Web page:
Category Archives: thoughts

Pelicans Glide Alongside The Pacific Coast Highway


Some time ago I was cruising down the Pacific Coast Highway in California, enjoying the curves as asphalt followed the coastline, when I realized I wasn’t alone. A flock of about 8 Brown Pelicans were gliding parallel to the motorcycle, about 25 meters away over the waters. I sent someone an email about it:

A great moment about a week ago, while cruising at about 90 km/h along the twisting Pacific Coast Highway halfway down California, was having a flock of huge pelicans keep me company as they also followed the coast. They were hunting the surf, but in a V-formation flock and at 90-100 km/h and no more than 50 feet away from the bike! I had no idea they could cruise at that speed with so little effort, let alone hunt effectively.

Not able to contain the Narcissist within, I immediately related to these presently majestic creatures, ignoring the bustle of the highway, hunting at fantastic speeds, and not caring about much else. They were focused yet relaxed. As they were unperturbed by the noisy presence of the motorcycle, I adjusted my speed to keep pace with the flock for as long as possible, slowing to between 80-95 km/h. Ignoring the bustle of the cars piling up behind me, I hunted with the flock.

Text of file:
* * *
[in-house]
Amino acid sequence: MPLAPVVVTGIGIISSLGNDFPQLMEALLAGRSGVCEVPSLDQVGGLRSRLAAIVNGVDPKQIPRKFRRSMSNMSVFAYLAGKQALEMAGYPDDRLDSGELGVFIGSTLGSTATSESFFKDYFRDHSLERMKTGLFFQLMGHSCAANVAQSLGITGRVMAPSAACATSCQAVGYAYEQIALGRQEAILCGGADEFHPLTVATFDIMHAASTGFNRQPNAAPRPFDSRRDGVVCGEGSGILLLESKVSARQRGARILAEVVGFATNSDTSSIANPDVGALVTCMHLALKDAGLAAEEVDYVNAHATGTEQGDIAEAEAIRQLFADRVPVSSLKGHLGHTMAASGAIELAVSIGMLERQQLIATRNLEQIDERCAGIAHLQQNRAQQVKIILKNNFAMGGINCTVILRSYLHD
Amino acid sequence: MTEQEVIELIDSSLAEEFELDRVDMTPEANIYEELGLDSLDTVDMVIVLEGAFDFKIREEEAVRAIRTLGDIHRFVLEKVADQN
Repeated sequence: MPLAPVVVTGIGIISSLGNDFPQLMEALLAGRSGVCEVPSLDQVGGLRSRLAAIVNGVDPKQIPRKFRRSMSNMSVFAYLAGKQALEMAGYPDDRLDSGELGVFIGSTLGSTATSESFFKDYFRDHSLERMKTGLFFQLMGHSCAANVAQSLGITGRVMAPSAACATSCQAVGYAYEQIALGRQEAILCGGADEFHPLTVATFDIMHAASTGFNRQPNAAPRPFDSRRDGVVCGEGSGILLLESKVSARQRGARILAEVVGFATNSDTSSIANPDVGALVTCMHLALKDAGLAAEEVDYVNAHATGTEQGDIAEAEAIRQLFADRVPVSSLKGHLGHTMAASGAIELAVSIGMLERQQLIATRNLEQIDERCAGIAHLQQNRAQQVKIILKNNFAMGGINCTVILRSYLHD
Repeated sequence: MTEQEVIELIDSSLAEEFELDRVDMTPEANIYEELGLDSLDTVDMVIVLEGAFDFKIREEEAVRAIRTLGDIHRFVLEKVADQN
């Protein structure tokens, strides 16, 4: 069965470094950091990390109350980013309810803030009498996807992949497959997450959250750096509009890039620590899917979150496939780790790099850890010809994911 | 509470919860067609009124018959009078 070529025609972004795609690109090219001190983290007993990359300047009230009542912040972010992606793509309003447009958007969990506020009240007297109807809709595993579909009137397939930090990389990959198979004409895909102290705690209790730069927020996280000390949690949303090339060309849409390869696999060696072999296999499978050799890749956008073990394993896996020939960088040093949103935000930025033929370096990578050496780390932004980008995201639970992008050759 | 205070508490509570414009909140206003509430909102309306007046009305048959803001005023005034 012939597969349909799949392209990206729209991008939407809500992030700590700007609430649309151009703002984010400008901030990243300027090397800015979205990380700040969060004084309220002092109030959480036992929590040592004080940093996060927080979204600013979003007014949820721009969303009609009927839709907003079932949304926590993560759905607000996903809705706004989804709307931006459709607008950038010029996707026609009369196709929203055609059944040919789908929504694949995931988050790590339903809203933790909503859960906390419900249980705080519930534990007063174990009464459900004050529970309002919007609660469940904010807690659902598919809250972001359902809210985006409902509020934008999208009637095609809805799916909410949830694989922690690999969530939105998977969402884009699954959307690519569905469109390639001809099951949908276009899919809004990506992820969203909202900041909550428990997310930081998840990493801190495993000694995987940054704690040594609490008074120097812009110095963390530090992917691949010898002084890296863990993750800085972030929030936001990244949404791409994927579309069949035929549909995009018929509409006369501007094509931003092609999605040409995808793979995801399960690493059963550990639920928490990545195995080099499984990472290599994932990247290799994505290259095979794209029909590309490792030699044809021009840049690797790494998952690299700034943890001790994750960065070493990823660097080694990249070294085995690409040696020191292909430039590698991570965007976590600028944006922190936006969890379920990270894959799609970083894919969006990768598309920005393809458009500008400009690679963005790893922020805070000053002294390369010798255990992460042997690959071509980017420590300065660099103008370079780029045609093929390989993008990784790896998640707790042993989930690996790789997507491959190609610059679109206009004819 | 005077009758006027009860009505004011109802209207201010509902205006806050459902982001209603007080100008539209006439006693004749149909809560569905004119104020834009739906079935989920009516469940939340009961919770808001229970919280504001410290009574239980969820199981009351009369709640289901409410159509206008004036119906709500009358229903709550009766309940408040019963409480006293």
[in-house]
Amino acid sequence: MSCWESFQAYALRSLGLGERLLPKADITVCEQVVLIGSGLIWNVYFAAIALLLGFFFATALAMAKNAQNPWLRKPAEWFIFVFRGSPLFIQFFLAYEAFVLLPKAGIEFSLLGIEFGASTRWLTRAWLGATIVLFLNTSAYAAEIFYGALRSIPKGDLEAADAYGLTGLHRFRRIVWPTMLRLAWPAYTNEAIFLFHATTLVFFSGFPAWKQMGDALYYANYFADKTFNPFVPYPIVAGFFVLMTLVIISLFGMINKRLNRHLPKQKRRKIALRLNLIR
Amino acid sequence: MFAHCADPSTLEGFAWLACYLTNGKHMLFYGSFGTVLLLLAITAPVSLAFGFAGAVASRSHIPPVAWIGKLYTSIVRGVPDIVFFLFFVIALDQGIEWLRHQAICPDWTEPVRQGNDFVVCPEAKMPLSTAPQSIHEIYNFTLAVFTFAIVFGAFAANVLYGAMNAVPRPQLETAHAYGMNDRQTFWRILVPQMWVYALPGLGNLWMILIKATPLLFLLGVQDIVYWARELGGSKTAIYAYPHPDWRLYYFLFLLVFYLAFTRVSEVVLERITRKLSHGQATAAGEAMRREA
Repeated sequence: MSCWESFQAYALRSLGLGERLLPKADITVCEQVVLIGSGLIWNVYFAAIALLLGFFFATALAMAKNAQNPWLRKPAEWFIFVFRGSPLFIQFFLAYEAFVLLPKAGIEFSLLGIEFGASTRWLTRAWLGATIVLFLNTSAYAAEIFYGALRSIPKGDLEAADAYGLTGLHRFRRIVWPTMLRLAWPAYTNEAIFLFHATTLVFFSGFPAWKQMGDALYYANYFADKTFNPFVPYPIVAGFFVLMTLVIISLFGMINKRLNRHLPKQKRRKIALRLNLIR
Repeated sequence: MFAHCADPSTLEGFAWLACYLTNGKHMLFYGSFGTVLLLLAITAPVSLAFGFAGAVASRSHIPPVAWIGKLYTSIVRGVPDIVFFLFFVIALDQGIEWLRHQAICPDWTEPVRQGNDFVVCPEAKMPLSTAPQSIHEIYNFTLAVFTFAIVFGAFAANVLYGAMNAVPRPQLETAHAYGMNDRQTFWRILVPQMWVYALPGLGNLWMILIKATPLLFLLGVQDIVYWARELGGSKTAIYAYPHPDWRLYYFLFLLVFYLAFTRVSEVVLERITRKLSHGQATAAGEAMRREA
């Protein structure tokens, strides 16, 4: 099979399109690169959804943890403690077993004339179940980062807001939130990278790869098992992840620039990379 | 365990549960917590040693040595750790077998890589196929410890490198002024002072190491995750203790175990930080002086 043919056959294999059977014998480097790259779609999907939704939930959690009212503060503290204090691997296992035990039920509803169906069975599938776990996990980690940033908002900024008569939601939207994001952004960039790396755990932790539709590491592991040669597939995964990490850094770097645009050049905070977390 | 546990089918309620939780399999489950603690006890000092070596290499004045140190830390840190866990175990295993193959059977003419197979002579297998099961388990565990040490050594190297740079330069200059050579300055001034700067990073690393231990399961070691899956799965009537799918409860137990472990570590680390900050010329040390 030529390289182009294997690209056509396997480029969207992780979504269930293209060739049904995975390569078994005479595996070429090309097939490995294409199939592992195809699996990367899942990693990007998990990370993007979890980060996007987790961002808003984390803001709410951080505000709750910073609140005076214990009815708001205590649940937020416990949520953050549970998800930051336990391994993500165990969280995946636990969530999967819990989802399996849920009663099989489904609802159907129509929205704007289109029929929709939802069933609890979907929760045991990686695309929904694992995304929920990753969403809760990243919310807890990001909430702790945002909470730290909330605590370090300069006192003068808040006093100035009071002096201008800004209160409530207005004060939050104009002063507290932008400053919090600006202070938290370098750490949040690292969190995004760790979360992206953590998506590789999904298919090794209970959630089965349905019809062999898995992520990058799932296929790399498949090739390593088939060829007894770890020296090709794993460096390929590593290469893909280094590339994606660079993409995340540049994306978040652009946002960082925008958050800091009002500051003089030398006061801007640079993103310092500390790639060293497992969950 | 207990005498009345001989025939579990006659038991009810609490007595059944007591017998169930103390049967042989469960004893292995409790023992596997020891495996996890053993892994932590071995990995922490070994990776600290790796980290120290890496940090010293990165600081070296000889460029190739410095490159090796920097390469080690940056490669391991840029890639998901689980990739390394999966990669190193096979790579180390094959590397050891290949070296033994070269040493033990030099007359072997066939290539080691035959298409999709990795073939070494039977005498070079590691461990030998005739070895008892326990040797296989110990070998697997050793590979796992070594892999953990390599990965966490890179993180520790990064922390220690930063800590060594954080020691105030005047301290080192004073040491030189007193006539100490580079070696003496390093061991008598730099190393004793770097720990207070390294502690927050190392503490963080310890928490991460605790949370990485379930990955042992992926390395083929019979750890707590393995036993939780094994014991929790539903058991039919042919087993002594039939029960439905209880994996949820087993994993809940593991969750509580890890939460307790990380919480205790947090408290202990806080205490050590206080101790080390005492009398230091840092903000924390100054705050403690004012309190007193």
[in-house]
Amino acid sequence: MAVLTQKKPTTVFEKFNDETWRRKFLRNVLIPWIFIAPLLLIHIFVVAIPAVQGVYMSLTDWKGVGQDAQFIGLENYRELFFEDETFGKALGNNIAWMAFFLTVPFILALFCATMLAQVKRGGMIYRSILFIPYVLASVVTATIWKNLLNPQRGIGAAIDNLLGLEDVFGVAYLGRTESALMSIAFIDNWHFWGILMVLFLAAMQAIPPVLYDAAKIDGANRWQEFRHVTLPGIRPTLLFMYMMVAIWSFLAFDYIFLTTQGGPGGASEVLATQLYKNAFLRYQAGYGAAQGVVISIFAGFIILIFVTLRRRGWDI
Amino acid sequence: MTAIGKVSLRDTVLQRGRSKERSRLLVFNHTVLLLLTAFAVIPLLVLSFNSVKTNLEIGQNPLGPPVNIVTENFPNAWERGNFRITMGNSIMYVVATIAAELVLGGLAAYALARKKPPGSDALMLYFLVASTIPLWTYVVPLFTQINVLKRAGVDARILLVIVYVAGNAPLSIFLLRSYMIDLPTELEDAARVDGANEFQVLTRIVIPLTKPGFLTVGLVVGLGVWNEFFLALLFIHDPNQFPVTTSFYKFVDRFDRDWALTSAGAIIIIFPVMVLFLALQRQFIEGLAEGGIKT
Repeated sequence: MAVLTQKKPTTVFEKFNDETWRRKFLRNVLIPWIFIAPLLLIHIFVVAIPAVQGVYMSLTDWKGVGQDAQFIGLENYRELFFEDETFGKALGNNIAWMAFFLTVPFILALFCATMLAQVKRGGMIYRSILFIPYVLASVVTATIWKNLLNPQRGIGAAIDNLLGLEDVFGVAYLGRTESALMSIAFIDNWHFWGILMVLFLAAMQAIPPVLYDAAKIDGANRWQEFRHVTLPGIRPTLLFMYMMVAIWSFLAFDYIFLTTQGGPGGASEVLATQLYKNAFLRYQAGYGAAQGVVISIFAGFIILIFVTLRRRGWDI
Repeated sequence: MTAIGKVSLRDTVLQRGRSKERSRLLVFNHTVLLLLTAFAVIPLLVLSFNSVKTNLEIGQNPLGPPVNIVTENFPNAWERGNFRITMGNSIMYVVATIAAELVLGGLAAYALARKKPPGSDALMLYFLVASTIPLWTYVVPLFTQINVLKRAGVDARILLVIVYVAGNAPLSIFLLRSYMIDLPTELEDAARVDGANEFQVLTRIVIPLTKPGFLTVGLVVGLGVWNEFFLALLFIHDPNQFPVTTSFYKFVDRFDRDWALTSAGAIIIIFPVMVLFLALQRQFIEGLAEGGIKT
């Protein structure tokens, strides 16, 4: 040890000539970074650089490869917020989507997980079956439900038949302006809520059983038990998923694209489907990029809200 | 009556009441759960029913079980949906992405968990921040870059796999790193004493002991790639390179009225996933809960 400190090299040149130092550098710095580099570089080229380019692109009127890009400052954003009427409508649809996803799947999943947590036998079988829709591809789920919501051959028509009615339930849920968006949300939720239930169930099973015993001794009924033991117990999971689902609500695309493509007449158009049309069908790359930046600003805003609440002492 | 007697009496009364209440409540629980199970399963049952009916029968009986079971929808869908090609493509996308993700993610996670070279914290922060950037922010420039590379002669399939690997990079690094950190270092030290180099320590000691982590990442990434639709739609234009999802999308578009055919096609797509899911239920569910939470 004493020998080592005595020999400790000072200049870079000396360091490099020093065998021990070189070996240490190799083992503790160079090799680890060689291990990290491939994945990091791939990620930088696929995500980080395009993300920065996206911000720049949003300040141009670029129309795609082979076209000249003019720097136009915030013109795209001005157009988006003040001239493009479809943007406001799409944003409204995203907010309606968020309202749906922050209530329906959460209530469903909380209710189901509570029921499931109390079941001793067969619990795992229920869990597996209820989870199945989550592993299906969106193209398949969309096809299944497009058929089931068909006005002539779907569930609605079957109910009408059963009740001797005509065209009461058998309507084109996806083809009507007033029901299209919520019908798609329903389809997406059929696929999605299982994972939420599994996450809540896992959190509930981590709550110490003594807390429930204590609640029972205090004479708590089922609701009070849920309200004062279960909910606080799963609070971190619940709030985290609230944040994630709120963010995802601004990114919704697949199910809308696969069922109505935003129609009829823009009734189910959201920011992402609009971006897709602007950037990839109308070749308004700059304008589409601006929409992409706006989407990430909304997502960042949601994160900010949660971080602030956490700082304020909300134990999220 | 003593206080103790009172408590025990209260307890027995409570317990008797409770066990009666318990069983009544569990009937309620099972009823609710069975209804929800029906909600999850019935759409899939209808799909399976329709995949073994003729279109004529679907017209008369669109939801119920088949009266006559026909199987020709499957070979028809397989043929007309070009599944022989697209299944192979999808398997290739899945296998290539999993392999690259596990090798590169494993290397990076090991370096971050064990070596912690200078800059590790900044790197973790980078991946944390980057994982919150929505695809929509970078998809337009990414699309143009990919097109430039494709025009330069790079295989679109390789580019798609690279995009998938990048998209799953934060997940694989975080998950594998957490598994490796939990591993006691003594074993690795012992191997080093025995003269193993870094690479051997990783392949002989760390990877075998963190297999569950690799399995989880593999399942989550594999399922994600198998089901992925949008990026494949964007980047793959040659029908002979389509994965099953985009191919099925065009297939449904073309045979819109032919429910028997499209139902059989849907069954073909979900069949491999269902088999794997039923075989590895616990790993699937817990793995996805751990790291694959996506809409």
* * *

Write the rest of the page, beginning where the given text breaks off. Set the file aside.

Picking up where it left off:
Riding alone the coast, I have realized that one can have a focused and relaxed mind while not thinking about anything in particular. A subject is not required for trained thoughts.

The Desert, Tron And The Universe

Pointing my motorcycle east, a promised bed on my mind, the sun sets behind me as I fall into an evermore contemplative mood.

You ever have that moment when you’re ripping through the desert on your purring machine in the pitch black of night, gazing up at the eerily bright Milky Way and trying to watch the road at the same time, when you’re having trouble not thinking about Tron as the yellow and white dots streak past, reflecting on the windscreen and face shield, and all you want to do is ponder the wonders of the universe? Nah, me either.

There is a gorgeous stretch of interstate cutting through the desert near the Mexican border. Regularly spaced reflectors dot the side and centre lines, their mirror-like surfaces glinting with uncomfortable brightness. At the edge of blackness I can make out a fenced border, keeping the natural and civilized worlds separate. A mutually appreciated apartheid, though both sides of the fence would prefer it wasn’t necessary. As the sun gasps its dieing breaths, the unnatural demarcation seems to guard travelers from the void itself. Not even shadow exists beyond the tall aluminium posts and taut aircraft cable lines.